August 26, 2019 Articles

LGBT+ Issues in a Post-Kennedy World

Efforts to protect LGBT+ persons through the federal courts suffered a substantial setback when Justice Kennedy retired.

By Joshua Matz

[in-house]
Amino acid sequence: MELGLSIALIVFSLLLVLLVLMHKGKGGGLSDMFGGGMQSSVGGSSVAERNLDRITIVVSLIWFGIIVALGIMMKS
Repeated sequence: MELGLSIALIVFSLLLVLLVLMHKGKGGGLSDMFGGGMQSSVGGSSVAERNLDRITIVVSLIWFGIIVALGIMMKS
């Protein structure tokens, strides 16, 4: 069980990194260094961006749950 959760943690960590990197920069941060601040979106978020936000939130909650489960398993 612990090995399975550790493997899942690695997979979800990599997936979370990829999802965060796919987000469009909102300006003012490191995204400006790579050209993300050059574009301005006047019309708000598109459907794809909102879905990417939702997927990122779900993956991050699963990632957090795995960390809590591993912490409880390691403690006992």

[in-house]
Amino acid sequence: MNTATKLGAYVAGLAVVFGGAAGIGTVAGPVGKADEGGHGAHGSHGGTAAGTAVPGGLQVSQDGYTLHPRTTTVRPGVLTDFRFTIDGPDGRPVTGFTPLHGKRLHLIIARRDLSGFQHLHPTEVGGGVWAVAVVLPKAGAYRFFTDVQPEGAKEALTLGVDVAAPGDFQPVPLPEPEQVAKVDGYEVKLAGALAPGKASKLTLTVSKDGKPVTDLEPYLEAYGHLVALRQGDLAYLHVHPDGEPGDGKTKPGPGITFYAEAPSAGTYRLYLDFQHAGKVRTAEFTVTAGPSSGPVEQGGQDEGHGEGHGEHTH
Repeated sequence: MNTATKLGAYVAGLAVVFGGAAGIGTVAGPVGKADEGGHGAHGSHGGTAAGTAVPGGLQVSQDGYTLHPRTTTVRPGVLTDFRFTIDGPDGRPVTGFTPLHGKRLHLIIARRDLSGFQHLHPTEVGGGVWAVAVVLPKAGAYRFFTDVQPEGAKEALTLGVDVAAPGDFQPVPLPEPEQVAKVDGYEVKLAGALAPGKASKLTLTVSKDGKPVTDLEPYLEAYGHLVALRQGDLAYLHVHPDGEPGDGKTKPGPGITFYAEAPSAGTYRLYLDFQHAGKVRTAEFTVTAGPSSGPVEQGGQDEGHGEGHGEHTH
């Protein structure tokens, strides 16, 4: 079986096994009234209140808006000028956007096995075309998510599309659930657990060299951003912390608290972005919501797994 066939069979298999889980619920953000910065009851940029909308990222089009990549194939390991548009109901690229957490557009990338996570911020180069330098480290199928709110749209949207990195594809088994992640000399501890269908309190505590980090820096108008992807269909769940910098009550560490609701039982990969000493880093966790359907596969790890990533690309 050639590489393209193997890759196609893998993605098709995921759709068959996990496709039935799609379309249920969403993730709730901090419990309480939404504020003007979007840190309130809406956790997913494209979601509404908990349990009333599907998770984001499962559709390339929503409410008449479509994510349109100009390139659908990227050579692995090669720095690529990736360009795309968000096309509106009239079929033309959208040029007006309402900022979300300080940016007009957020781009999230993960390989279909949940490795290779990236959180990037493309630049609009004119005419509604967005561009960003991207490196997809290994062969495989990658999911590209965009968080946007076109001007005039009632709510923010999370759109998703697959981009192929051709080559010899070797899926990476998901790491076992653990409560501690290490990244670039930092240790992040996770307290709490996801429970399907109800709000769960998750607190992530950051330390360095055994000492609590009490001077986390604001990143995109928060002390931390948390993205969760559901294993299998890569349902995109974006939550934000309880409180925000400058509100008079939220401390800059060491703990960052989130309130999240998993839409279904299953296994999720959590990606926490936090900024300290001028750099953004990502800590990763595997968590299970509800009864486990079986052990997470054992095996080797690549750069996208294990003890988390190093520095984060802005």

There’s no denying it: efforts to protect LGBT+ persons through the federal courts suffered a substantial—perhaps devastating—setback when Justice Anthony M. Kennedy retired on June 27, 2018. The author of Romer v. Evans (1996), Lawrence v. Texas (2003), United States v. Windsor (2013), and Obergefell v. Hodges (2015), Kennedy had long played a key role in the U.S. Supreme Court’s invalidation of laws that discriminate against gay men and lesbians. His most recent decisions in that vein (Windsor and Obergefell) were written for a five-justice majority, with Chief Justice John G. Roberts Jr. and Justices Antonin Scalia, Clarence Thomas, and Samuel Alito in dissent. Kennedy’s retirement augured the emergence of a solid conservative majority, now including Justices Neil Gorsuch and Brett Kavanaugh, whose members are very likely opposed to meaningful constitutional protection for LGBT+ persons as a class. As we assess the implications of that development, here are some key questions to consider.

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